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Will my fish eat floating plants?
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eazy
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Joined: 13 Nov 2005
Location: Gainesville, Florida

PostPosted: 2006.12.25(Mon)17:28    Post subject: Will my fish eat floating plants? Reply with quote

I have a 120 gallon with 5 tinfoil barbs (range 3-7"), an albino oscar (5-6"), and a black shark (8-9"). I have two emporer 400s on the tank, and I've always seemed to have a nitrate problem. I heard plants could lower the nitrates, and I always liked the idea of floating plants in my tank. Would my fish eat them? If so, would they eat so much of the plants that it wouldn't even be worth buying them?
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Josh Hansen
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Joined: 20 Feb 2005
Location: Dayboro, Queensland, Australia

PostPosted: 2006.12.25(Mon)17:54    Post subject: Nitrate Reply with quote

Yes that is a great idea about the plants taking up nitrate but unfortuately your tinfoil barbs and the oscars will eat your plants. Another problem is the tank capacity is struggling with your fish species large sizes. You will always have a problem with nitrate while keeping fish in this tank. I would advise you need to upgrade to a larger fish tank or buy different fish species. Otherwise you have to do large frequent water changes to keep the nitrate levels down or low which will not be much fun.

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eazy
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Location: Gainesville, Florida

PostPosted: 2006.12.25(Mon)18:03    Post subject: Reply with quote

Bah, I know, it's such a shame. As my fish have grown I've taken out more and more fish and traded them in. What if I had 3 tinfoils, the oscar, and the black shark?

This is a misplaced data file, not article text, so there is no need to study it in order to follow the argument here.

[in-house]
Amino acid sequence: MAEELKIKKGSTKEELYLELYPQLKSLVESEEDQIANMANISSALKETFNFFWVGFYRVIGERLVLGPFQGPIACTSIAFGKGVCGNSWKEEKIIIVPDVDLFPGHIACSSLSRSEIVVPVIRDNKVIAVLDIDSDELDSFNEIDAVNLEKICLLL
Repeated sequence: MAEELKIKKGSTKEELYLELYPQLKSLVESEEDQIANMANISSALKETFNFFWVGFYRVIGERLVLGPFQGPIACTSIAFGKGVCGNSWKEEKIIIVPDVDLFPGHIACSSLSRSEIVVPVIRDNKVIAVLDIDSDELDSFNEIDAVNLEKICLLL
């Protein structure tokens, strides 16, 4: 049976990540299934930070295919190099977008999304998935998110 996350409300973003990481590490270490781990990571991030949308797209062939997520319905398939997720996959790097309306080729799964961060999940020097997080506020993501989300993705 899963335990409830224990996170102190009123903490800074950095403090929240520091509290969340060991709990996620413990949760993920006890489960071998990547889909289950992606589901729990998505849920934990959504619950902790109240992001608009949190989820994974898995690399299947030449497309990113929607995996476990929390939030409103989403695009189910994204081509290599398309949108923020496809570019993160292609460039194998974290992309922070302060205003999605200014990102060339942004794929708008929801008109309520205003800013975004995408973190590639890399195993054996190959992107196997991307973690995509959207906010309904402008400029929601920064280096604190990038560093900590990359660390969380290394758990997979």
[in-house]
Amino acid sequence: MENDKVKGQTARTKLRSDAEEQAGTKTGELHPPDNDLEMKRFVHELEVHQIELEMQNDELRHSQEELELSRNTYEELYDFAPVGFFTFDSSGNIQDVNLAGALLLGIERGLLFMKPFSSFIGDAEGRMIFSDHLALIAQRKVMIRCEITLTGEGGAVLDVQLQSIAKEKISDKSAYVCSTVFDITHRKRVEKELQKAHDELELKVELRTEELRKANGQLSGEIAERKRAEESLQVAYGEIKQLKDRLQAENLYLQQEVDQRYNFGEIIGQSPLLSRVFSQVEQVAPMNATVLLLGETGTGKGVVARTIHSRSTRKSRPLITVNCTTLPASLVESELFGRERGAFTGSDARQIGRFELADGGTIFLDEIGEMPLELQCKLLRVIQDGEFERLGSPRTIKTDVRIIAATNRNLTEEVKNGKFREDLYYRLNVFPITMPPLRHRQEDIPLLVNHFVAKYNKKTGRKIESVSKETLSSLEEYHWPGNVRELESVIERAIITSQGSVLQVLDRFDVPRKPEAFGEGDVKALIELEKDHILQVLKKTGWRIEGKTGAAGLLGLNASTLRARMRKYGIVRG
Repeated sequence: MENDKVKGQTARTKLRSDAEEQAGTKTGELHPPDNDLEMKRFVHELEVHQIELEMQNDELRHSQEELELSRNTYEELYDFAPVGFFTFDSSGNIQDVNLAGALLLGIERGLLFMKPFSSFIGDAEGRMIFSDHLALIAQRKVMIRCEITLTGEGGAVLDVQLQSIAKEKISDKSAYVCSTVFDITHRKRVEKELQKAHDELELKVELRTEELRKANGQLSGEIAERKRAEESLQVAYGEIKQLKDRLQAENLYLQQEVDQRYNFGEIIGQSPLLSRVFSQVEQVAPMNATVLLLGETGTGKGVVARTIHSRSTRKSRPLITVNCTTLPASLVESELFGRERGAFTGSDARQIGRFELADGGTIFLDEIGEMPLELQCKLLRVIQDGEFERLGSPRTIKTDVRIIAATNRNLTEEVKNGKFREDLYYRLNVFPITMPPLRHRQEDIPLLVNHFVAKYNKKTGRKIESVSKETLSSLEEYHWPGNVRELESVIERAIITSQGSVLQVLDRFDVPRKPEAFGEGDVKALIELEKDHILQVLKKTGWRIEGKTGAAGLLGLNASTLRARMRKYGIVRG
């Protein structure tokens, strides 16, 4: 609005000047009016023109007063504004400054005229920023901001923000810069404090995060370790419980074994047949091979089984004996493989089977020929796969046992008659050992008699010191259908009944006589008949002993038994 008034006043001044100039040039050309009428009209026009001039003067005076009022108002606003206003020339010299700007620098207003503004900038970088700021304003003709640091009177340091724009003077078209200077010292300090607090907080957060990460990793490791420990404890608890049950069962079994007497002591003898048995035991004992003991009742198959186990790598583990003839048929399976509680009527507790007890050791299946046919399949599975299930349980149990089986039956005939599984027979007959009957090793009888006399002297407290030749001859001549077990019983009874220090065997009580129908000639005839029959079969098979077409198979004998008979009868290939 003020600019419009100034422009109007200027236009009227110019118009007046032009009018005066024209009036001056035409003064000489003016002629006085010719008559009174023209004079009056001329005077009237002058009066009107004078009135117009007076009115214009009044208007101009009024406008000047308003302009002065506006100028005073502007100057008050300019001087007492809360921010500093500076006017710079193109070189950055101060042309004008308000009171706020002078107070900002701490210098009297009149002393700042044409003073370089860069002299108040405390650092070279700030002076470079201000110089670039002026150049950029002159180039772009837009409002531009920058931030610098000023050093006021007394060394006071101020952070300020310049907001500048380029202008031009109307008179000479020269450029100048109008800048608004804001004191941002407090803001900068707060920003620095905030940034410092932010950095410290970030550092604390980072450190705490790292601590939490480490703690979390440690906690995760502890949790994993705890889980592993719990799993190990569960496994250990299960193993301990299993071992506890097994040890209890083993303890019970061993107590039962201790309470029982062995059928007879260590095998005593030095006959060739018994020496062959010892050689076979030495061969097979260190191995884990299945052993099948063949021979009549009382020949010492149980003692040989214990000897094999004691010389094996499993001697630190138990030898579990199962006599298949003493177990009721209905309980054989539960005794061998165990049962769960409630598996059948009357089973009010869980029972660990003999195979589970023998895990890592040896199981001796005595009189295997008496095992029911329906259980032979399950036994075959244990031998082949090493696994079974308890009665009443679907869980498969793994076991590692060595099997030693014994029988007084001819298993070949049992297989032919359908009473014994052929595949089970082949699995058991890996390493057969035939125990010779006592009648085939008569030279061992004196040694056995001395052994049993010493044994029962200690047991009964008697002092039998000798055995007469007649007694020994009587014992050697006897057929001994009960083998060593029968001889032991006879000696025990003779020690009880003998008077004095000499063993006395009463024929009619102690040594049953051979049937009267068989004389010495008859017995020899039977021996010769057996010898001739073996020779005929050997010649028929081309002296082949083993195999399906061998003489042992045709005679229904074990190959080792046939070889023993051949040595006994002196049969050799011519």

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eazy
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Joined: 13 Nov 2005
Location: Gainesville, Florida

PostPosted: 2006.12.26(Tue)0:21    Post subject: Reply with quote

What floating plants can live in lowlight aquariums?
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susankatomerit
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Joined: 09 Mar 2005
Location: Tulsa, Ok

PostPosted: 2006.12.26(Tue)1:22    Post subject: Reply with quote

You can try duckweed, water lettuce and hornwort, but as said the fish that you have will probably eat it. But with duckweed its cheap enough . You can throw some into a large tub with water movement and keep it growing and just throw it into the main tank every couple of days. I keep it in a couple of my fry tanks and killie tanks and throw out at least a couple of cups a week.

But I would have to agree with Josh, with the load that you have it would be best to do some large water changes weekly to keep the nitrates down..
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eazy
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Joined: 13 Nov 2005
Location: Gainesville, Florida

PostPosted: 2006.12.26(Tue)1:33    Post subject: Reply with quote

Would something like java moss work in my tank? (I know it isn't floating)